With hospital costs in the crosshairs, several laws were passed in 2019 to provide more transparency and control.

  • The very first bill introduced in the 2019 session requires hospitals to disclose data annually to HCPF on expenditures and uncompensated costs.
  • Another bill requires nonprofit hospitals to submit data on community benefit activities to the state instead of just the IRS.
  • And yet another bill creates new licensure requirements and new rules for freestanding emergency departments.

4. Payment reform is affecting physician payment.

Health plans are increasingly moving from up-side risk only to up-side and down-side risk arrangements, Presken said. And government programs like the Merit-based Incentive Payment System (MIPS) and Alternative Payment Model (APM) are starting to have an impact: 2019 is the first year physicians are seeing payment affected by MIPS and 2021 is when more Colorado Medicaid quality measures will affect payment for primary care physicians.

“We’ve been talking about this for a long time,” Presken said. “The private plans are not far behind. They look to the government to take the lead on these things. We’re seeing a lot of ACO [accountable care organization] expansion, most driven by Medicare advantage plans. Colorado is at the top of the list for the most ACO-covered lives. Private insurance, public insurance, this is going to have an increasing impact.”

5. The physician workforce is shifting.

The American Medical Association recently announced that the year 2018 marks the first time there were fewer physician owners than employees in the United States: 45.9 percent vs. 47.4 percent, respectively. This has been slowly changing over time and it looks like the trend will continue, Presken said. At the same time, physician burnout is higher for employed physicians as illustrated in two studies: Physicians working in small, independent primary care practices report less burnout than the national average, and physicians employed by hospitals and corporations are more dissatisfied and burned out than those who work independently and in physician-owned practices.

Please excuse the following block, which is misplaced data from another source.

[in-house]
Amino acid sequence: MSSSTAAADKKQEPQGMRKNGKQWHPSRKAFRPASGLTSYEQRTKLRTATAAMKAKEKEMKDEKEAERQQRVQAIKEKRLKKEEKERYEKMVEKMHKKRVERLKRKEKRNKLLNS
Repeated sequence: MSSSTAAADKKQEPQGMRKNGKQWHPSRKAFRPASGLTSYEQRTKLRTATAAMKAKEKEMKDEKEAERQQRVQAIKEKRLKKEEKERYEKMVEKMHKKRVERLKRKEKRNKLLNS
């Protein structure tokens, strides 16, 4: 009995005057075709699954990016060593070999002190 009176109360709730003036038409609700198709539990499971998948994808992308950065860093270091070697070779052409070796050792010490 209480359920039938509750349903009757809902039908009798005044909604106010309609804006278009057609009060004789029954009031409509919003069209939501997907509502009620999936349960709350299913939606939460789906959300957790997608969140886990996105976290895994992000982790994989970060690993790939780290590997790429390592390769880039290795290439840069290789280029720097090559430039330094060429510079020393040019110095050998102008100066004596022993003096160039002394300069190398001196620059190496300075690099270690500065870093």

6. Colorado has expanded substance use and regulation and is seeing the effects.

Colorado continues to “experiment” with legalization, Presken said, citing actions by the 2019 legislature to expand who can sell cannabis and where it can be offered, and the Denver law de-criminalizing hallucinogenic mushrooms. Colorado now has some of the highest rates of substance use in the country, with the third-highest rate of illicit drug use in the country, the nation’s highest rate of youth vaping, and a three-fold increase in cannabis-related ER visits, according to a UCHealth study. Overdose deaths from opioids have declined significantly in the past year but deaths from cocaine and methamphetamine have risen.

7. Investments in technology and disruption of current models are growing.